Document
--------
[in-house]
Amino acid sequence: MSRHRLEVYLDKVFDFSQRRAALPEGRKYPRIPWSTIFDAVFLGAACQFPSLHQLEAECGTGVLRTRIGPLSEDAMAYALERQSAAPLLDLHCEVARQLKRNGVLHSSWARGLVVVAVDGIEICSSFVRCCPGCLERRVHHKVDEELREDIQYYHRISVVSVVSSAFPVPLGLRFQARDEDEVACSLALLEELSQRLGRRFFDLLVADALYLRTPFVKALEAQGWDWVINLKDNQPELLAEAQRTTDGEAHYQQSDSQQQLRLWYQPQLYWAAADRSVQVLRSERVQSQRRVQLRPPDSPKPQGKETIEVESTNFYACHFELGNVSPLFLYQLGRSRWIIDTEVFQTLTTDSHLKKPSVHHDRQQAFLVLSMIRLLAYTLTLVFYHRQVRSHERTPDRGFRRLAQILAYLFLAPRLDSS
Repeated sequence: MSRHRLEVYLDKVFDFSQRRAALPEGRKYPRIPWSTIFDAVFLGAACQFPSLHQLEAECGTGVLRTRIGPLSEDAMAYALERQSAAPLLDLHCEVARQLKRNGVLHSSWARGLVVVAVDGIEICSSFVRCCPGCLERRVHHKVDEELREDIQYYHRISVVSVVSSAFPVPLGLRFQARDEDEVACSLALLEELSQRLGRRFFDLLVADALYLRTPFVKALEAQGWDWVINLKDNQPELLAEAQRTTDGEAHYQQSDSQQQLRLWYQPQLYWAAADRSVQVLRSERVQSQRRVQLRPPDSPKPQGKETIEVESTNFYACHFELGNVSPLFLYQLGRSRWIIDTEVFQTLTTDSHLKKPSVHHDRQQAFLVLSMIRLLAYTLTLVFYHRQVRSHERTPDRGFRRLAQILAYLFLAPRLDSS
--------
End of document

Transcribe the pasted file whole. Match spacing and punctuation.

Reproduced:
[in-house]
Amino acid sequence: MSRHRLEVYLDKVFDFSQRRAALPEGRKYPRIPWSTIFDAVFLGAACQFPSLHQLEAECGTGVLRTRIGPLSEDAMAYALERQSAAPLLDLHCEVARQLKRNGVLHSSWARGLVVVAVDGIEICSSFVRCCPGCLERRVHHKVDEELREDIQYYHRISVVSVVSSAFPVPLGLRFQARDEDEVACSLALLEELSQRLGRRFFDLLVADALYLRTPFVKALEAQGWDWVINLKDNQPELLAEAQRTTDGEAHYQQSDSQQQLRLWYQPQLYWAAADRSVQVLRSERVQSQRRVQLRPPDSPKPQGKETIEVESTNFYACHFELGNVSPLFLYQLGRSRWIIDTEVFQTLTTDSHLKKPSVHHDRQQAFLVLSMIRLLAYTLTLVFYHRQVRSHERTPDRGFRRLAQILAYLFLAPRLDSS
Repeated sequence: MSRHRLEVYLDKVFDFSQRRAALPEGRKYPRIPWSTIFDAVFLGAACQFPSLHQLEAECGTGVLRTRIGPLSEDAMAYALERQSAAPLLDLHCEVARQLKRNGVLHSSWARGLVVVAVDGIEICSSFVRCCPGCLERRVHHKVDEELREDIQYYHRISVVSVVSSAFPVPLGLRFQARDEDEVACSLALLEELSQRLGRRFFDLLVADALYLRTPFVKALEAQGWDWVINLKDNQPELLAEAQRTTDGEAHYQQSDSQQQLRLWYQPQLYWAAADRSVQVLRSERVQSQRRVQLRPPDSPKPQGKETIEVESTNFYACHFELGNVSPLFLYQLGRSRWIIDTEVFQTLTTDSHLKKPSVHHDRQQAFLVLSMIRLLAYTLTLVFYHRQVRSHERTPDRGFRRLAQILAYLFLAPRLDSS